By Bruce Bowden
The protection of a community’s heritage is complex. Our heritage is a non-renewable resource and it is a basis for our understanding of our history and culture and becomes an important planning tool. Once these resources are gone, they are gone forever. Gone too will be our memory of past events, of history and of culture.
Port Hope’s Heritage is a Non-Renewable Resource
Identifying and protecting places in our communities that have cultural heritage value is an important part of planning for the future, and to helping to guide change while keeping the buildings, structures and landscapes that give each of our communities their unique identities. We can grow without destroying the things people love.
The designation of a property and/or landmark is the process by which places of cultural heritage value can be identified and protected. The designation of 65 Ward St. does not prevent additions or alterations on a property or reuse of heritage buildings for other purposes. The designation does create a conversation between the owner of heritage property and our Council guided by the Official and Strategic Plans. We can build a healthier option through adaptive reuse of the Historic Hospital buildings.
What Is Adaptive Reuse?
It’s inevitable that structures will age and outgrow their original functions. With changes in technology and lifestyle, construction and design are constantly updated to meet modern demands, and older structures are left in the wake of change. Those sensitive to history may prefer to restore older structures to their former glory; however, costs often make this plan unrealistic.
The demolition of existing heritage buildings is a waste of energy and material.
Adaptive re-use can substantially reduce costs of new construction and land acquisition and revitalize neighbourhoods adding value to unproductive properties.
The adaptive reuse of buildings can perform a significant role in making existing buildings sustainable. Adaptive re-use extends physical and social functions of a building to give it a new purpose while preserving its historic value. Hence, adaptation is a successful alternative for retaining the embodied cultural and social aspects of important buildings.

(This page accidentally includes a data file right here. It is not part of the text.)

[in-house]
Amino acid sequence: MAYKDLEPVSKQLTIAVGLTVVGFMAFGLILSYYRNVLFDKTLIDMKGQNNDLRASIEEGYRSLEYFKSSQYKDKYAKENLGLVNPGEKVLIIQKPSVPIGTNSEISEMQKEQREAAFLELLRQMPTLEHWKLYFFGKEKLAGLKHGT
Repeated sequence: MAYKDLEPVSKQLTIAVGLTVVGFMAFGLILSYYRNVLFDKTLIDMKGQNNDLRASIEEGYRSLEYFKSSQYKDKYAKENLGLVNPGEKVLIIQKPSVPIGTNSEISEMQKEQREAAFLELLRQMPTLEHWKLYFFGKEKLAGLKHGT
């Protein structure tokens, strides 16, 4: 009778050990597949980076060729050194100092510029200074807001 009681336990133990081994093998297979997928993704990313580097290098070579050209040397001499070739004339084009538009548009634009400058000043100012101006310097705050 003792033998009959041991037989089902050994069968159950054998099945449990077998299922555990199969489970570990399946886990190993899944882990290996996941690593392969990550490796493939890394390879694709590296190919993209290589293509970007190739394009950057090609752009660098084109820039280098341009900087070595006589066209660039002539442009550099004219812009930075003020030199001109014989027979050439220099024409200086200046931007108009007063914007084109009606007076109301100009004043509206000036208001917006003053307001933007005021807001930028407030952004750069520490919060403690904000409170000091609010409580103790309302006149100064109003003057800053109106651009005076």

Past research indicates that there can be on average 10-12% cost savings from the adaptive re-use of a building as compared to the construction of a totally new building. Opportunities offered by adaptive reuse of buildings make it outweigh demolition/rebuilding because, given the availability of the required structural components, adaptive reuse of buildings is often cheaper and quicker having shorter contract periods and lower borrowing costs.
Building adaptation consumes a fewer number of materials, generates less waste and requires less energy compared to demolition and reconstruction. The re-use of built assets leads to the retention of the embodied energy of the original building making the latter environmentally sustainable.
Local examples of adaptive reuse include The Pines of Port Hope (former high school, now condominiums), The Beamish House (former family home now restaurant and pub).
Casey House (shown above) was originally an 1875 Victorian Mansion. Now through adaptive reuse, it is a state-of-the-art hospital. What’s remarkable is how comfortable and beautiful the place is: thoughtfully planned, carefully built; balancing privacy and public ambition; and with light, water and greenery at its centre. This is a place for life. The central question, the architect Siamak Hariri says, was: “How do we create the sense of something between a home and a hospital?”
Adaptive Reuse Projects do not start with a blank slate. They start with a heritage building originally built for a different purpose. Most hospitals in Canadian provinces are huge buildings on suburban sites, organizations amalgamated to produce operational efficiencies. This place is different. Quality architecture can help people feel strong and get strong. Patients and residents absolutely feel the difference in the details. Inside, the atmosphere of welcome is palpable – and people feel it, patients and residents deserve that feeling of welcome and comfort.
- Differentiates us
- Makes us unique
- Gives us a competitive advantage
- Makes us worth visiting
- Makes us worth investing in
- Is an economic driver
- Makes us feel better
- Gives us a community worth caring about
- Enhances our distinctiveness
- Has psychological and social benefits
- Preserves our memory